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Thread: Lena Dunham's Girls

  1. #16
    it's a long long climb Kari's Avatar
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    It's not about likeability for me, it's about caring. I can hate a character but still care. I don't particularly care about Hannah yet, and I'm interested to see if I will grow to care about her at all. Honestly, I didn't care about any of those people.

  2. #17
    see a sea anemone devnull's Avatar
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    Good point!

    I recently started Curb Your Enthusiasm and Larry David's semi-autobiographical character is a good comparison to the Lena Dunham character. Curb's Larry David is one of the more flawed characters on TV but somehow it makes me care about him all the more. He never feels smug or oblivious.

    Haha, all this meta talk over one episode. Clearly the show hit a nerve. Though I don't think anyone would particularly care about it if HBO and the critics hadn't crowned Lena Dunham The Voice of Her Generation out of freaking nowhere.

  3. #18
    it's a long long climb Kari's Avatar
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    It's interesting, though. If Dunham's characters were male...would we like them more? That seems to be the main question for me. I am examining my own internalized shit (of which there is plenty...I am reprogramming myself, or attempting to), and I can't help but wonder about that.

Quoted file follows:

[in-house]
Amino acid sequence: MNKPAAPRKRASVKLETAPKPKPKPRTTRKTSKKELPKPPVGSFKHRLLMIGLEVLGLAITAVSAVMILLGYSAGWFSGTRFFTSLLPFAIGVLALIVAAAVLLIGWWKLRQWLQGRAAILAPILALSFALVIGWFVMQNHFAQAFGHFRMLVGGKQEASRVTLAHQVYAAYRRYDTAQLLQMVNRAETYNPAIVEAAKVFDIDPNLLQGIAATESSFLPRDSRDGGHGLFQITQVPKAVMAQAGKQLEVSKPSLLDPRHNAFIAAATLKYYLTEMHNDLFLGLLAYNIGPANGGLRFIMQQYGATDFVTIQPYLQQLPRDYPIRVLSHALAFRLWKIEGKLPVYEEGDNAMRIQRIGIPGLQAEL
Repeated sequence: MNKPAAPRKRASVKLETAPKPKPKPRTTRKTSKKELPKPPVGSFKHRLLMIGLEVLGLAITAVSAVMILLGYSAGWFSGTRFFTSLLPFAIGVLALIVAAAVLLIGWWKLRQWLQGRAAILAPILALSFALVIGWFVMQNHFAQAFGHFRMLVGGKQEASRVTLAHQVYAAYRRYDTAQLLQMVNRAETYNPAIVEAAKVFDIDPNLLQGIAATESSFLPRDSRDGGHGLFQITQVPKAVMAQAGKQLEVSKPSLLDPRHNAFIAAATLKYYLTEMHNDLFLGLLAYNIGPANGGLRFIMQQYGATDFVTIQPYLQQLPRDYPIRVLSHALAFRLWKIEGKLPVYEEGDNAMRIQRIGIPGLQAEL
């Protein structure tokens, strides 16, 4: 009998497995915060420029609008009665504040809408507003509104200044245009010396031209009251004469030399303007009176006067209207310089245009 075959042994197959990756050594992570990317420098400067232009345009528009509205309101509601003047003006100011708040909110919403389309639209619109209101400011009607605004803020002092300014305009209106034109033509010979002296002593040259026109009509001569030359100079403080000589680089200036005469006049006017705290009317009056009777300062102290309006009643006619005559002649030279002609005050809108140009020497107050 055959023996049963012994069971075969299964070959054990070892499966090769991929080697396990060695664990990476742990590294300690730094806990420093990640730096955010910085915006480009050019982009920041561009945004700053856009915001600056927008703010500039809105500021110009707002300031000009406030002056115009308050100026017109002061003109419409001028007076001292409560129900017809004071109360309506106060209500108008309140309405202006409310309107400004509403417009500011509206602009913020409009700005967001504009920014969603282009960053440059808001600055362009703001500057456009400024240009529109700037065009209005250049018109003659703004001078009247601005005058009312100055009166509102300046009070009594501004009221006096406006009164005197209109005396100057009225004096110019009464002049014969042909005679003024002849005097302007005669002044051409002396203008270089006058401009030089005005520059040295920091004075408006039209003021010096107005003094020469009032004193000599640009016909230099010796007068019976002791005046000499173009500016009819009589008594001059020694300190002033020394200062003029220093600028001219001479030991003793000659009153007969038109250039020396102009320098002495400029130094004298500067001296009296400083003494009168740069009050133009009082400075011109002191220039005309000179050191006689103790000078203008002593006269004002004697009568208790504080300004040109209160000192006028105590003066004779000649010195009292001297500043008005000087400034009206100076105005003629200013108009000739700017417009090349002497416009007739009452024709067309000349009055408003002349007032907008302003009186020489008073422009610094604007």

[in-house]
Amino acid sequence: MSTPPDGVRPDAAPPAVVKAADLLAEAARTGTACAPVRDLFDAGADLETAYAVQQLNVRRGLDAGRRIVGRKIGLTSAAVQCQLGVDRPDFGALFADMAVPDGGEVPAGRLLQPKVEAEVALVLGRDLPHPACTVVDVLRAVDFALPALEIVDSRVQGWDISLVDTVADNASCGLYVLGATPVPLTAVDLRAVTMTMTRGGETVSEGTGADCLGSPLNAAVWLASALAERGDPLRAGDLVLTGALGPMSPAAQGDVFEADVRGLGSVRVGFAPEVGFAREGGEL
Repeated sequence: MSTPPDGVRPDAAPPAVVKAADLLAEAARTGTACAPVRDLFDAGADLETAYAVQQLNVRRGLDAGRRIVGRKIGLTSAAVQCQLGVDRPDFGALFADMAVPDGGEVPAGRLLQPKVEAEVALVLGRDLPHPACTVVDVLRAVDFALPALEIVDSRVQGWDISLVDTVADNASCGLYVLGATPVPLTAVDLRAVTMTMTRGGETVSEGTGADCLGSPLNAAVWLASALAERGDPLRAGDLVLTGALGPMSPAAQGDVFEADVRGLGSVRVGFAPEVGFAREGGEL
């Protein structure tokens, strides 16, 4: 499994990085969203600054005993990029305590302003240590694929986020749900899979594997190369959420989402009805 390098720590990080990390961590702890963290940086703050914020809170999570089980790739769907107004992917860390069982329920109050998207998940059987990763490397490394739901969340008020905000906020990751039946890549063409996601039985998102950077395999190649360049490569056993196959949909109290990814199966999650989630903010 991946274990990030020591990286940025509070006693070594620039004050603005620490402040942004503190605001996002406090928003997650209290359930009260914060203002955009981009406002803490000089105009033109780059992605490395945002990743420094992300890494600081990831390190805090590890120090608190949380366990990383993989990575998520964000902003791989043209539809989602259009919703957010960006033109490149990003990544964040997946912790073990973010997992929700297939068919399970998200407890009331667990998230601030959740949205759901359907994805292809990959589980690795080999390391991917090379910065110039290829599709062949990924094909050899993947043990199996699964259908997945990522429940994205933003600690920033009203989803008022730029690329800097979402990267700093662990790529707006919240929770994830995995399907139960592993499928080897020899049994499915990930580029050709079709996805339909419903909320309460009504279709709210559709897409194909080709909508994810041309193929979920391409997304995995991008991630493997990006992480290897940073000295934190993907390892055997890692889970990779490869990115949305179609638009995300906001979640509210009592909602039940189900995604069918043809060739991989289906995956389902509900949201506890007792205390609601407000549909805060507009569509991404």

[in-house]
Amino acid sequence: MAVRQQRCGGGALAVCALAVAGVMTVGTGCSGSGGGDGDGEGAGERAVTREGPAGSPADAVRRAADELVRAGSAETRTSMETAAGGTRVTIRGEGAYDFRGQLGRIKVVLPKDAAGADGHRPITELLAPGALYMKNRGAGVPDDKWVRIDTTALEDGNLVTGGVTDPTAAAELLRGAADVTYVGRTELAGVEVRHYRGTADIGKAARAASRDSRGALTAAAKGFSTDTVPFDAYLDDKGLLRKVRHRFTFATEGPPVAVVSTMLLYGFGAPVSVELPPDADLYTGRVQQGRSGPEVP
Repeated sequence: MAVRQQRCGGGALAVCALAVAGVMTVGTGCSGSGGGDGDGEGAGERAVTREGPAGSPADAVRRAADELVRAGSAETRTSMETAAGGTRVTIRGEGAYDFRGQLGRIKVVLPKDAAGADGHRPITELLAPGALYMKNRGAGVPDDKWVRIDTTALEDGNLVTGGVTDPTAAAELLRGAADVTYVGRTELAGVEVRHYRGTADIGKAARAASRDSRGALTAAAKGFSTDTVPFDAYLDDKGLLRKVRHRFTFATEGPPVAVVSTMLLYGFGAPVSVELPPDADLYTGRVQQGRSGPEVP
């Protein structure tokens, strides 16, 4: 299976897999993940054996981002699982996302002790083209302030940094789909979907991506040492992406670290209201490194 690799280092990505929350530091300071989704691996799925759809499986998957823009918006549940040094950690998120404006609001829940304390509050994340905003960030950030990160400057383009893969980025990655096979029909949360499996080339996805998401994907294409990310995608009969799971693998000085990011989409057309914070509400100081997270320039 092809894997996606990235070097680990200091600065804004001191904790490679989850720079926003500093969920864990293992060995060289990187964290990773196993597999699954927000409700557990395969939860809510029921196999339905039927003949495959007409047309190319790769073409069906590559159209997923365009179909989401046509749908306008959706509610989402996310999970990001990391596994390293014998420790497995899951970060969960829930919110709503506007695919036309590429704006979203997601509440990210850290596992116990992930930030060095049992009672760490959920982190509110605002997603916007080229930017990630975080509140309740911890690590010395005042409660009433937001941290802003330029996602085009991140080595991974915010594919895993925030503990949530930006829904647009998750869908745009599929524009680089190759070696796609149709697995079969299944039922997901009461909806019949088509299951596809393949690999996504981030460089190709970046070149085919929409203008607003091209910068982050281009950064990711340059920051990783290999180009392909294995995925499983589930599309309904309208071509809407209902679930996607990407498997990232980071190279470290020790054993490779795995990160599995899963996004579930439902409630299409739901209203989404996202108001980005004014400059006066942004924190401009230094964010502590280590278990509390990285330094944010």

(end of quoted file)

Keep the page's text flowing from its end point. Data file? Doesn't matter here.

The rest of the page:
The other problem is that she has written NONE of these girls to be aspirational figures, which is both interesting and tricky. Whether anyone wants to admit it or not, there was at least ONE character on SATC who made you stop for a minute and go "she's fucked up, but I kind of want her life/want to be her". Same with Mad Men - Don Draper is not what you'd call "likeable", but he is aspirational. Same with Larry David - yeah, he's a dick, but he is uber rich and successful. These gals are just...there. They are not who we want to be or who we aspire to...but maybe that's the point. Maybe they will BECOME something to aspire to? I dunno. It's an interesting trajectory if that's what she's trying to do, but I've absolutely got to give a crap. Right now I don't.

    It is really nice that these girls eat real food, though.

  4. #19
    see a sea anemone devnull's Avatar